The emission of harmful substances is one of the most pressing problems of our time. This drives our planet toward natural disasters. Carbon emissions also cause global warming, which results in:
The Paris Climate Agreement and the Kyoto Protocol were created to solve this problem. Yet, none of these agreements achieved enough changes in carbon emissions.
In Europe, the ETS (EU Emissions Trading System, also known as the carbon quota) was created in connection with the Kyoto Protocol. It is not a perfect system for mitigating climate change, but it has improved the situation.
The European Union is the world's third-largest carbon dioxide emitter. However, this picture is nuanced by the fact that the EU is doing the most to change this and reverse harmful natural processes.
We will shortly introduce ETS, but you can read more about the European Trading System here.
The system applies to every EU member state – it affects more than 10,000 power plants and factories.
The essence of the system is to establish a carbon dioxide emission quota that a given company, factory, plant, or power station can emit in a year. If they emit more than this amount, they must purchase the excess quota from another company that has used less than its quota, accumulating a surplus.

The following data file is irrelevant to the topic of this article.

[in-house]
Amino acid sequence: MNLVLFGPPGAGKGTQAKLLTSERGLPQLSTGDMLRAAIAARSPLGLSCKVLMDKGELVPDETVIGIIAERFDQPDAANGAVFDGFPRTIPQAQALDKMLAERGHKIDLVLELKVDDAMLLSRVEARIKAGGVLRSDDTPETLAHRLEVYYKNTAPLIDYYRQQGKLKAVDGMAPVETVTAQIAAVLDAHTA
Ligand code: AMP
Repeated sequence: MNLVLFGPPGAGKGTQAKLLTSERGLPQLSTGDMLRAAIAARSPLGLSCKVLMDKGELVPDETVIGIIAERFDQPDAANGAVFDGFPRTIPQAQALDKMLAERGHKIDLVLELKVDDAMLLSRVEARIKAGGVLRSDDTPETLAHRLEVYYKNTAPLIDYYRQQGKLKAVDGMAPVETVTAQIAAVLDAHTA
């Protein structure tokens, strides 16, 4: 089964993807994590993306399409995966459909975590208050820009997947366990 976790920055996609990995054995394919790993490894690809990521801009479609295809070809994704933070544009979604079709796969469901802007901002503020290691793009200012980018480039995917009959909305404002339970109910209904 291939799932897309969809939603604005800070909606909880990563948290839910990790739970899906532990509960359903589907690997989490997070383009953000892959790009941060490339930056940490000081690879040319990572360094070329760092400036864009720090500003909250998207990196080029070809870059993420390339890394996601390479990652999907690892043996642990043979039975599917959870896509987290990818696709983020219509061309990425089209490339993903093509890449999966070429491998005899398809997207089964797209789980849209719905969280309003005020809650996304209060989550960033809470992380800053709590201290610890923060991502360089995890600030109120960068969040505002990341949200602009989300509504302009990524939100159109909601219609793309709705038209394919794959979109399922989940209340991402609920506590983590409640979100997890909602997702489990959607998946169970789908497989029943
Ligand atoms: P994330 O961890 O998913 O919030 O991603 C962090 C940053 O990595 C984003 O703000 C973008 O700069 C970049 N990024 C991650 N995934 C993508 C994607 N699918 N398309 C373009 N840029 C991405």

An easy example of this is as follows:
The first cycle of the system began in 2008, after a three-year testing period, and lasted until 2012. The next cycle ran from 2013 to 2020.
The latest cycle began in 2021 and will run until 2030, but quotas have only been established until 2025, at which point they will be reviewed and corrected.
The trading of units is regulated by the EU, specifically by the Community Transaction Log. Enforcement of the system is managed by separate institutions in each country.
The system's operating mechanism is theoretically designed so that companies exceeding their quotas will have to pay a high price to obtain extra quotas. However, the opposite has been observed, as the continuous reduction in carbon dioxide emissions has led to increasing quotas on the market, causing their price to fall.
As a result, companies have started to buy low quotas instead of investing heavily in emission reductions, which unfortunately does not solve the problem but rather delays its resolution.
Therefore, it is not surprising that the European Union has introduced numerous reform measures and corrections for the new 2021-2030 cycle.
The Danish parliament has recently approved a new corporate carbon tax which is reported to become the highest in Europe.
Denmark has already set an ambitious target of cutting greenhouse gas emissions by 70% from 1990 levels by 2030. The Danish government says it will target companies both in and outside the EU’s carbon quota system. (Source: weforum.org)
In conclusion, the European CO2 quota system has been an important tool in reducing greenhouse gas emissions and promoting sustainable practices in industries across Europe.
The EU has implemented reforms to address some issues and is committed to reaching its ambitious climate goals. As the world continues to grapple with the urgent threat of climate change, the EU will likely continue to play a leading role in implementing innovative policies and solutions to reduce emissions and promote a more sustainable future.